Filippo Grandi, the United Nations High Commissioner for Refugees (UNHCR), raised concerns about the dire circumstances faced by a large number of Afghans who have been compelled to leave Pakistan, emphasizing the severity of the hardships and risks they encounter.
In a statement posted on X social media platform, Grandi highlighted that Afghanistan is currently mired in a humanitarian crisis, which is exacerbated by the impending winter. He pointed out that the forced expulsion of Afghan migrants will only worsen the situation in the country.
“I urge Pakistan to maintain its longstanding tradition of offering refuge to vulnerable Afghans,” he stated.
Pakistan officially initiated an arrest and deportation campaign for undocumented Afghan migrants on November 1.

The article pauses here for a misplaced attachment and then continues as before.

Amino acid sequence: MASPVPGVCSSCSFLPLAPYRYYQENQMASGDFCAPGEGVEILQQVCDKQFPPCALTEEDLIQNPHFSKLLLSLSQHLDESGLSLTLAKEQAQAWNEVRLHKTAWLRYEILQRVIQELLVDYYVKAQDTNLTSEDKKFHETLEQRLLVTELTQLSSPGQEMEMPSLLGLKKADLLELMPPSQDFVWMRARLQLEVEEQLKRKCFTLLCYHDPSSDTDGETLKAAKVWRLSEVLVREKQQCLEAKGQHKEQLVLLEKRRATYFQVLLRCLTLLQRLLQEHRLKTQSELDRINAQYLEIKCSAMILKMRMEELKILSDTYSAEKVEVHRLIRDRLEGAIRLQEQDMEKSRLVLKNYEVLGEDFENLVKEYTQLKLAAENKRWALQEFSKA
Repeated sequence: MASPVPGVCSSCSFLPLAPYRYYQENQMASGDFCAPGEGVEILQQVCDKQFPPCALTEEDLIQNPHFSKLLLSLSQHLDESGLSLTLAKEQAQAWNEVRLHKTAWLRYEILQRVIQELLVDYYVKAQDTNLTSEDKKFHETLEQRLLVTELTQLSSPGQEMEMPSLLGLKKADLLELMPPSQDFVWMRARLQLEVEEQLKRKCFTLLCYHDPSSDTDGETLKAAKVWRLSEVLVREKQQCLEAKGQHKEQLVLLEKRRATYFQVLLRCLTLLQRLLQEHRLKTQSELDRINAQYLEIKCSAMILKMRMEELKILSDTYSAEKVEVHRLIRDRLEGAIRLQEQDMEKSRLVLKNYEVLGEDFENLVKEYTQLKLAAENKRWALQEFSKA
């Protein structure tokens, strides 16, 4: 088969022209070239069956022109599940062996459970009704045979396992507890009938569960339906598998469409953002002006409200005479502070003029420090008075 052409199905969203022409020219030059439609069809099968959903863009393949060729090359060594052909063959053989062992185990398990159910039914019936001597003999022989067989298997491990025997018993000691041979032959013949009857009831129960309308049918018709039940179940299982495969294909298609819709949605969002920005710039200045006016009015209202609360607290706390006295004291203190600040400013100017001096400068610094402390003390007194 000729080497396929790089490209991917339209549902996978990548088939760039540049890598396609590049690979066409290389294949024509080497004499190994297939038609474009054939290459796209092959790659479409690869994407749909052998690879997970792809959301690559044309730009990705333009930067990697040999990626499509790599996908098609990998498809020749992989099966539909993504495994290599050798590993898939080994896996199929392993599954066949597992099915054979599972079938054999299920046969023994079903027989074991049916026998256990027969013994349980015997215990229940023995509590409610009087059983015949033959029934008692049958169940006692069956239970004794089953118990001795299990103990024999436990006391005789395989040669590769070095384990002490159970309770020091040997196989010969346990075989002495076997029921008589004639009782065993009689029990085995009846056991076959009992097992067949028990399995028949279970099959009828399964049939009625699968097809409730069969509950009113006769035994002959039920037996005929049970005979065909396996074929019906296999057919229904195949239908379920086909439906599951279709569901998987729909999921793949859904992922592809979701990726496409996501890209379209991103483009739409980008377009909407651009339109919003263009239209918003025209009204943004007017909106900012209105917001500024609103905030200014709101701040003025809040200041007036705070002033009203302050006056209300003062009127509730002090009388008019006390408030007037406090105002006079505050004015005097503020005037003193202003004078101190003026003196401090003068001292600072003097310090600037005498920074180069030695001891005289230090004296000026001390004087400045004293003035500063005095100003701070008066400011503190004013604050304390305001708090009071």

Pakistani authorities have called for the repatriation of “illegal migrants,” encompassing approximately 1.7 million undocumented Afghan refugees. A considerable number of Afghan nationals voluntarily departed from Pakistan after the government set a deadline in mid-September for undocumented migrants to leave the country.
Simultaneously, the United States Commission on International Religious Freedom (USCIRF) expressed its deep concerns in a statement regarding the reports of escalated detainment, violence, and intimidation targeting the Ahmadiyya and Afghan refugee communities in Pakistan.
“We are particularly concerned that the Pakistani government may forcibly return religious minorities who fled persecution to Afghanistan,” cautioned USCIRF Commissioner David Curry. “Under Taliban rule, Christians, Shi’a Muslims, Ahmadiyya Muslims, and Sikhs cannot freely practice their religious beliefs in Afghanistan. The U.S. government must continue to engage with Pakistani officials to press them to reconsider this policy decision,” Curry added.
Pakistani media outlets have reported that around 200,000 Afghans have returned to Afghanistan thus far.